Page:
I’m sorry star New York Times reporter Ian Johnson, but I can’t pay attention to your story about young professionals leaving China “in record numbers” because your photo editor chose to illustrate the piece with a photobomb.
“Lee Yangang and his wife, Wang Lu,” should learn not to take their friends (I’m assuming, because of proximity and ethnicity) to photoshoots with them. Alternatively, professional photographers employed by the NYT could maybe learn to check the backgrounds of photos before they publish them.
IMPORTANT POINT: my flippancy should not detract from the quality of the actual article itself:
As China’s Communist Party prepares a momentous leadership change in early November, it is losing skilled professionals like Ms. Chen in record numbers. In 2010, the last year for which complete statistics are available, 508,000 Chinese left for the 34 developed countries that make up the Organization for Economic Cooperation and Development. That is a 45 percent increase over 2000.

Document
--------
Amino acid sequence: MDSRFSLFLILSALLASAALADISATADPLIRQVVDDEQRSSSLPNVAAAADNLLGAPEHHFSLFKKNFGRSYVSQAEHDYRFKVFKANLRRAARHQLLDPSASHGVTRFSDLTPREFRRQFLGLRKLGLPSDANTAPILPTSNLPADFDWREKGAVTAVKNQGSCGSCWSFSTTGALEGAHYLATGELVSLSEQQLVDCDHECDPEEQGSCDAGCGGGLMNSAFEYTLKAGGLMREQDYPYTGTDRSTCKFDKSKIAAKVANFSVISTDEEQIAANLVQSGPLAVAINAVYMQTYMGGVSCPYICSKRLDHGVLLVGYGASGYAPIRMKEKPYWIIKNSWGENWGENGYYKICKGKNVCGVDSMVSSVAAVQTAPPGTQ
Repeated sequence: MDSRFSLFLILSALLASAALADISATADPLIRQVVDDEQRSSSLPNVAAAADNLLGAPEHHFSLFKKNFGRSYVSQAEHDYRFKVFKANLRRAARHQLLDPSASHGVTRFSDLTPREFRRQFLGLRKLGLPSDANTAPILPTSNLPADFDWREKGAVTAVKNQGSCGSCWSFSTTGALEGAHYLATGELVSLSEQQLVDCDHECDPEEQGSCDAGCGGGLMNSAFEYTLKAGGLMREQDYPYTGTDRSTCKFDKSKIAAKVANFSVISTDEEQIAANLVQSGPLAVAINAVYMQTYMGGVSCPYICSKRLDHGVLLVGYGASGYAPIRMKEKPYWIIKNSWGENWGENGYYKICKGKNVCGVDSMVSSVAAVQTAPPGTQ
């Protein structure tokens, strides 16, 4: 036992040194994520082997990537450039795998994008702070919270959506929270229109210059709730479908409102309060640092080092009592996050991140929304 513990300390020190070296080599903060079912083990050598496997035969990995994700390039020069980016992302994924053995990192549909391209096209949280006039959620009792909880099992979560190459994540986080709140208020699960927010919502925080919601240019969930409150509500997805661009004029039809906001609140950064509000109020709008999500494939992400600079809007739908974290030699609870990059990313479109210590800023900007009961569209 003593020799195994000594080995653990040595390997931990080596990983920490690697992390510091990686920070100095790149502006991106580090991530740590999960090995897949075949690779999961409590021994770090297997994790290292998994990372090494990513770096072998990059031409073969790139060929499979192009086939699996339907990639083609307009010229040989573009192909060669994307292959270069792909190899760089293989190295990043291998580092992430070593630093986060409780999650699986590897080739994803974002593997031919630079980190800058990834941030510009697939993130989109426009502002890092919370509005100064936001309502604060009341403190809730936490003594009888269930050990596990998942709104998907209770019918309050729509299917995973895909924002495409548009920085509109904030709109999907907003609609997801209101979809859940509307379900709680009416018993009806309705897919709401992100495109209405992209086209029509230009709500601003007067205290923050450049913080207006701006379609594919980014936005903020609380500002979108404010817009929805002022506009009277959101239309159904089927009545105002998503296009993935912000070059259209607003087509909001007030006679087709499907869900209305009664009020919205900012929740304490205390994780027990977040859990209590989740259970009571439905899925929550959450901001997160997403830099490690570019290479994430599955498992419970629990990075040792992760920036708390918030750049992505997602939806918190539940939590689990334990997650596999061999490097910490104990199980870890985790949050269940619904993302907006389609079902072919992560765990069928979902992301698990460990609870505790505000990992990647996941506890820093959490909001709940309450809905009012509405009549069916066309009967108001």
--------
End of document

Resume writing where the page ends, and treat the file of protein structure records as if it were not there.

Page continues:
Few emigrants from China cite politics, but it underlies many of their concerns. They talk about a development-at-all-costs strategy that has ruined the environment, as well as a deteriorating social and moral fabric that makes China feel like a chillier place than when they were growing up. Over all, there is a sense that despite all the gains in recent decades, China’s political and social trajectory is still highly uncertain.
“We don’t feel that China is suitable for people like us,” Ms. Wang said. “To get ahead here you have to be corrupt or have connections; we prefer a stable life.”
Join Shanghaiist for the Hairy Crab & Sex Museum Tour on Nov 3-4! Click below image to find out more: